The associations said it was not clear which German entities would have to report to the ECB. The central bank’s requirements would prove an additional burden for IORPs, the German organisations added, as such funds would be subject to “the almost simultaneous introduction of new reporting requirements by EIOPA”.“I fear this being a very significant resource drain for no demonstrable benefit”Mark Dowsey, Willis Towers WatsonIn total, pension funds would in future have to comply with three “extensive” reporting requirements, the associations added, including “existing, but hopefully reduced” reporting to the German national supervisor.They raised concerns about the timeframe for reporting liabilities – within 14 weeks – and said this was too short if a binding validation of the data was required within this period.Mark Dowsey, senior consultant at Willis Towers Watson, told IPE that the ECB’s data collection plans were “a big issue for many pension funds in Europe”.“I fear this being a very significant resource drain for no demonstrable benefit,” he said. “I understand the ECB’s wanting a broad handle on things at the macro level, but this sort of granular detail seems unnecessary.”What the European Central Bank has proposed EIOPA is still consulting on the regular reporting of occupational pensions information from national supervisory authorities. The requirements would apply to pension funds of €1bn or more in assets.According to Willis Towers Watson, the information sought by EIOPA goes beyond that targeted by the ECB – including, for example, data about pension protection schemes.In its work programme for 2018, EIOPA said its strategic ambition was to be “the EU data-hub for the collection, use and dissemination of reference and reporting data on EU insurance companies and pension funds”. It also claimed this year’s stress test of pension funds “will likely highlight a number of risks in relation to the occupational pensions market, and EIOPA will need to enhance its means of collecting, managing and analysing data on the sector”.EIOPA’s data proposals have already been criticised by pension funds, although formal responses will come in following the end of the consultation on 27 October.EIOPA and the ECB have worked together in setting up their definitions and frameworks with a view to minimising the reporting burden on the pensions industry, the two parties have said.EIOPA’s proposals – which are still open to consultation until 27 October – are focused on obtaining information from national supervisors. However, Willis Towers Watson’s Dowsey said regulators would still have to seek this data from individual pension schemes.The UK and other non-euro-zone European countries would probably be unaffected by the ECB’s regulation, Dowsey said, but – subject to Brexit negotiations – would probably still be affected by the EIOPA proposal. Proposed new data reporting rules affecting pension funds should be delayed by up to a year to aid understanding and compliance, according to German pension fund trade bodies.Both the European Central Bank (ECB) and the European Insurance and Occupational Pensions Authority (EIOPA) have proposed frameworks for data gathering from pension funds, both of which have been criticised already as posing a significant burden.Responding to the ECB’s consultation, which closed at the end of September, Germany’s aba called for a 12-month delay to the first required reporting date, from the end of 2018 to at least the end of 2019, “because from our perspective the earlier date is not feasible”.aba’s response was also on behalf of the German trade bodies for public and church pension funds (AKA) and Versorgungswerke (ABV). The ECB wants pension funds to report regularly on their assets and liabilities as a means of “increasing transparency in this fast-growing sector of the financial services industry”. It published a draft regulation on this at the end of July and its consultation on the regulation ended on 29 September.According to Willis Towers Watson, the ECB regulation would require pension funds to provide broad and detailed reports on their assets, liabilities and membership numbers. At the asset level they would have to provide each security’s identification number (ISIN), price, market value, number of units, revaluations, and more.The draft rules state that “national central banks” should co-ordinate quarterly asset portfolio data and annual data regarding liabilities and membership. Dowsey questioned what the ECB or regulators would be able to do if they thought the data revealed a problem.“Let’s say they establish that pension funds have a significant exposure to Greek sovereign debt, or too many people are investing in a certain security,” he said. “They can’t compel [investors] to sell. Even issuing a warning would move markets, perhaps unnecessarily.”Trade bodies call for minimal reporting burdensPensionsEurope – the continental trade body for pension funds – and the Netherlands’ Pensioenfederatie both voiced support for the ECB’s aims in their consultation responses.The Dutch trade body appeared relatively unconcerned by the central bank’s plans. In comments shared with IPE, it said the dataset as requested by the ECB was not as comprehensive as the dataset requested by its national supervisor.“Consequently, the effect of this initiative on Dutch pension funds should be limited,” it said.In general, however, it was very important that reporting burden and costs were minimised as much as possible for its pension fund members, the Pensioenfederatie added.“When it comes to the process of data collection and distribution, a central role should be played by the national authority, that already [has] a lot of information available (at least in the Netherlands),” the federation said. PensionsEurope also emphasised the importance of keeping the reporting burden and costs to a minimum, but said it was “happy to see that the ECB already pays a lot of attention to that in its draft regulation”. However, it reiterated that pension funds should not be required to pay high fees to third parties to obtain the information required by the ECB and EIOPA.EIOPA’s plans for an EU “data-hub”
Here’s a guide to everything you need to know about betting on the Jaime Munguia vs. Gary O’Sullivan fight, including updated odds, trends and our prediction.MORE: Join DAZN to watch Munguia vs. O’Sullivan & 100+ fight nights a yearJaime Munguia vs. Gary O’Sullivan oddsJaime Munguia: -1981Gary O’Sullivan: +1006Total rounds: 5.5Munguia is a heavy favorite to win his first bout as a middleweight. He is nearly a 1 to 20 favorite per the boxing betting odds, and he is expected to be just the third fighter to knock out O’Sullivan. Oddsmakers are very skeptical this fight will go the distance with an over/under of 5.5 rounds. The former WBO light middleweight champion is 23 years old, but he has plenty of experience for a boxer his age. Munguia turned pro at the age of 16, and he won the WBC Latino light middleweight title less than two years ago. He claimed the WBO light middleweight strap just three months later with a fourth-round TKO, and he defended the belt successfully five times before making the move up in weight. He is 34-0 ahead of this fight with 27 of those victories coming by knockout.O’Sullivan is 30-3 with 21 knockout wins. He is 12 years older than Munguia, but he has taken part in less bouts as his career has followed a more traditional path. O’Sullivan claimed the WBO International middleweight title in July 2012, but he lost the strap to Billy Joe Saunders a year later. He claimed another minor belt when he dominated Antoine Douglas to win the WBO Intercontinental middleweight belt in December 2017, but he suffered a first-round knockout at the hands of David Lemieux in his last big fight in September 2018.MORE: Get the latest boxing odds and betting trends from Sports InsiderAn Irish boxer gave Munguia his toughest test There is likely to be a little trepidation from Munguia’s corner as the only boxer to genuinely test him during his time as a light middleweight was Dennis Hogan. In a bout that Munguia was supposed to win easily, Hogan gave the champion all he could handle. They met in Monterrey, Mexico in April of last year, and Munguia did not look like himself in his lone title defense on home soil. Most pundits believed that Hogan won the bout. Hogan landed the bigger blows and Munguia was constantly asking his corner whether he was ahead, but the judges gave the champion a majority decision. Munguia stated afterwards that he believed the fight was a draw, indicating that he felt he could have easily lost the fight. That might give him cause for pause against another Irish boxer in O’Sullivan.More than a mustacheO’Sullivan is most known for his distinctive facial hair. When he first steps into the ring, he looks like a boxer from the previous century, but underestimate him at your peril. Although he has yet to win a major belt, he dismantled an up and comer that was supposed to easily get past him in Douglas two years ago, and he has formidable power.In addition to dealing Douglas his first defeat, O’Sullivan recently knocked out another up and comer in Berlin Abreu, and he can upset Munguia if the younger boxer isn’t prepared mentally and physically. What’s next?Munguia’s camp wants to use this fight as a springboard to set up a major bout with one of the big names in the middleweight division. He had initially agreed to fight Gennady Golovkin in place of Canelo Alvarez before that was quashed by the Nevada State Athletic Commission, but a convincing Munguia victory could earn him a coveted bout with GGG, Alvarez, or Demetrius Andrade. After dominating the light middleweight division for almost two years, Jaime Munguia is looking for another challenge. Munguia will be moving up to the more competitive middleweight division this Saturday when he makes his debut fight at the weight class against the exciting Gary “Spike” O’Sullivan. A partisan crowd will be cheering on Munguia at the Alamodome in San Antonio, Texas, and you can catch the fight exclusively on DAZN.This bout will headline a card on Saturday, January 11, 2020, and coverage will start at 7 p.m. ET with the main card scheduled to start at 9 p.m. ET. Munguia and O’Sullivan are expected to enter the ring at 11 p.m. ET to cap off the evening.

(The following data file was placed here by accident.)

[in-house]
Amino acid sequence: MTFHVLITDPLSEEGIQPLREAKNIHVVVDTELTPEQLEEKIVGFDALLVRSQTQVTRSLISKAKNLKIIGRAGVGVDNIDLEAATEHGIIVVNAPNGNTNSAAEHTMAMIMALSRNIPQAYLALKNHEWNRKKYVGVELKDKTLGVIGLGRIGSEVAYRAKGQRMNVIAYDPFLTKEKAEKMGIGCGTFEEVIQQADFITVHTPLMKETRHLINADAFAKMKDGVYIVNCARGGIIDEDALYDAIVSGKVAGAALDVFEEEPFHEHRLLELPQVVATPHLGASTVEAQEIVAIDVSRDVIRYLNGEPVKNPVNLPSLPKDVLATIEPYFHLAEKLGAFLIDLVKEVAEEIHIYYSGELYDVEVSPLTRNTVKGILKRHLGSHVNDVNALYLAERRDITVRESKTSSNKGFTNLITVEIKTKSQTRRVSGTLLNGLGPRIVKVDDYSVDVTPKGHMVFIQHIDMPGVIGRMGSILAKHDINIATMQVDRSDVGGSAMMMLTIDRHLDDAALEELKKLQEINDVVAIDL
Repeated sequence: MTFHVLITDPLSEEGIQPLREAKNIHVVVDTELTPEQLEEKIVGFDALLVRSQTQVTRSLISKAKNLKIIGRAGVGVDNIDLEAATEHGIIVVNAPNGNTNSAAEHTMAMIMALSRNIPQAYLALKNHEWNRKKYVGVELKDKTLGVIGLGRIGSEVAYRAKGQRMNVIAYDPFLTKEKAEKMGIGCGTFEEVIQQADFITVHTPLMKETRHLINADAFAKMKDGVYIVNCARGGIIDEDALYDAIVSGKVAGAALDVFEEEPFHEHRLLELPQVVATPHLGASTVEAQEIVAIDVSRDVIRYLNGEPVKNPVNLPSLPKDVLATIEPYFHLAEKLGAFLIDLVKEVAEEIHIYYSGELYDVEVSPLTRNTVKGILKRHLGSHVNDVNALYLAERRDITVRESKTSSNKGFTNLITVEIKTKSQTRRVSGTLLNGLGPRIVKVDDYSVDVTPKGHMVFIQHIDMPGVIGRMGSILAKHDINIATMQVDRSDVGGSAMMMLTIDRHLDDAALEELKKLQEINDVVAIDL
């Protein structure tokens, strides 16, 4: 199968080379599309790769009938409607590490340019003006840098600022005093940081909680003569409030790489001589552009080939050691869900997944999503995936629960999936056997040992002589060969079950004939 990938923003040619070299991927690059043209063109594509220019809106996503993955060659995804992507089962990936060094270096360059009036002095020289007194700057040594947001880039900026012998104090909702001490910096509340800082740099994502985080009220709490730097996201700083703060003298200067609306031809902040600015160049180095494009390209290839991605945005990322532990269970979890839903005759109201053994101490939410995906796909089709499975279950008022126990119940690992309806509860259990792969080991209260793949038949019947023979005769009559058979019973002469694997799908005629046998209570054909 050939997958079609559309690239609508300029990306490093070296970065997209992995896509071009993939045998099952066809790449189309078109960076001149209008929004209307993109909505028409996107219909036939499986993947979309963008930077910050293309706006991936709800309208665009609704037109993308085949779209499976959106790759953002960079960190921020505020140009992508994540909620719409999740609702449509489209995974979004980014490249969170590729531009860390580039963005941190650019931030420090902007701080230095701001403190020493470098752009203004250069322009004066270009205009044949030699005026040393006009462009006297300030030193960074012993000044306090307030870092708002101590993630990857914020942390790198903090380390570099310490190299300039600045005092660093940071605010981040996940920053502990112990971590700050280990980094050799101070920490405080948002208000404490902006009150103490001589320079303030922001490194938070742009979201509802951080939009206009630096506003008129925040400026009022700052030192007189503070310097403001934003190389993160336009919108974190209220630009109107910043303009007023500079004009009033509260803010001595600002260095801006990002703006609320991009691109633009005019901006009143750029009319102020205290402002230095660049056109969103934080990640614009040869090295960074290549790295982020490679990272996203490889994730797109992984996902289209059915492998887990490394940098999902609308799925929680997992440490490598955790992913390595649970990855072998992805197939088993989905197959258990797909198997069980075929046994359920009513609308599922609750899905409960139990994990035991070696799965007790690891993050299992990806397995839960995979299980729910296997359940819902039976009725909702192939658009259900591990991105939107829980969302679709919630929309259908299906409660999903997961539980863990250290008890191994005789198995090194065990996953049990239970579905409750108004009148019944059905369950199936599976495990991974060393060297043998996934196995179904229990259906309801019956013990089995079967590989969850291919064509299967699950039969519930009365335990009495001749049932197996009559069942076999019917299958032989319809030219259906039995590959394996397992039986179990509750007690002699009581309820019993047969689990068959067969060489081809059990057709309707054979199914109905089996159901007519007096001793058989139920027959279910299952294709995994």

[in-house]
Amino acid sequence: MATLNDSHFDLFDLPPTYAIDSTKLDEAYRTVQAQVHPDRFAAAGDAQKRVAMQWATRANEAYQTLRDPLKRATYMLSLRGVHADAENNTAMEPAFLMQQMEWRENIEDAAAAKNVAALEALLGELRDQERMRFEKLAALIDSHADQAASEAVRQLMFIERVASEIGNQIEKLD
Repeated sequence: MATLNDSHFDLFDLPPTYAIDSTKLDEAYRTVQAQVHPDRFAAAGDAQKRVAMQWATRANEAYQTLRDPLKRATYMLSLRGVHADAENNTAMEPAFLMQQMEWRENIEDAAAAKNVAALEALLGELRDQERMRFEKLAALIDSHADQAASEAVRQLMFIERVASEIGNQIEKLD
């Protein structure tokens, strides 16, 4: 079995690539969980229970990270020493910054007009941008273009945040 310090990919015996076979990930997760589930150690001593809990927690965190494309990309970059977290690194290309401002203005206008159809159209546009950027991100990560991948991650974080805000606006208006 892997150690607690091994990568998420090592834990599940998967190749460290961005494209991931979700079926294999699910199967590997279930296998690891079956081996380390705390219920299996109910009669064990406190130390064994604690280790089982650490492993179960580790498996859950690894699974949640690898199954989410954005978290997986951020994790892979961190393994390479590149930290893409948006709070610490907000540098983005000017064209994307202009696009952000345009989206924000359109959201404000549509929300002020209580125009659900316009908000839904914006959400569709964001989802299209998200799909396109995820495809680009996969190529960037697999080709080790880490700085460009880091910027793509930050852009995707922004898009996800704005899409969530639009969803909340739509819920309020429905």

The keynote address at next month’s second annual Micheael O’Cleirigh Summer School in Rossnowlagh will remember Brother Paschal Williamson.Franciscan Brother, Paschal Williamson, who was buried in Rossnowlagh, Co. Donegal, yesterdayPhoto: James Connolly / PicSell8This was announced by School chairperson Brian McAuley at a formal launch of the School in the Sandhouse Hotel, Rossnowlagh, on Friday, April 10.Principal speaker on The Saints of South Donegal will be Pádraig Ó Riain, Emeritus Professor of Early and Medieval Irish at University College, Cork, and author of a Dictionary of Irish Saints. The organising committee decided that his address will be The Brother Paschal Williamson Memorial lecture, in honour of a man who over his lifetime promoted the values and ideals that Micheal O’Cleirigh exemplified as leader of the Four Masters.They produced the all‐encompassing annals of the Kingdom of Ireland between 1632 and 1636.Brother Paschal, who died in 2009 aged 87, worked for more than half a century in the service of the Franciscan Order, all of it in Rossnowlagh.He championed the Irish language and Irish dancing, and was a founder‐organiser of Feis na gCeithre Maistri held annually between 1959 and the early 1990s at the friary in Rossnowlagh. He would have been an enthusiastic promoter of the O’Cleirigh Summer School. Mr McAuley also revealed that the School will be officially opened by Mr Joe McHugh, Minister of State at the Department of Arts, Heritage and Gaeltacht, on the first evening of the three‐day event on May 15.One of the highlights of the School this year is a production of Dark Daughter by Rossnowlagh playwright Soinbhe LallyIt is a drama based on Lughaidh O Cleirigh and Inion Dubh. Lughaigh wrote about the life of Aodh Rua(Red Hugh) O’ Domnhaill. Inion Dubh was Aodh Rua’s mother.Maura Logue, director of Dark Daughter Productions, and Christian Carbin, who plays Lughaigh, mingled with the launch attendance.Information about the School can be found on www.mocleirigh.ie or by linking to Micheal O’Cleirigh on Facebook or on 087 444 5848. SUMMER SCHOOL TO REMEMBER BROTHER PASCHAL WILLIAMSON was last modified: April 10th, 2015 by StephenShare this:Click to share on Facebook (Opens in new window)Click to share on Twitter (Opens in new window)Click to share on LinkedIn (Opens in new window)Click to share on Reddit (Opens in new window)Click to share on Pocket (Opens in new window)Click to share on Telegram (Opens in new window)Click to share on WhatsApp (Opens in new window)Click to share on Skype (Opens in new window)Click to print (Opens in new window)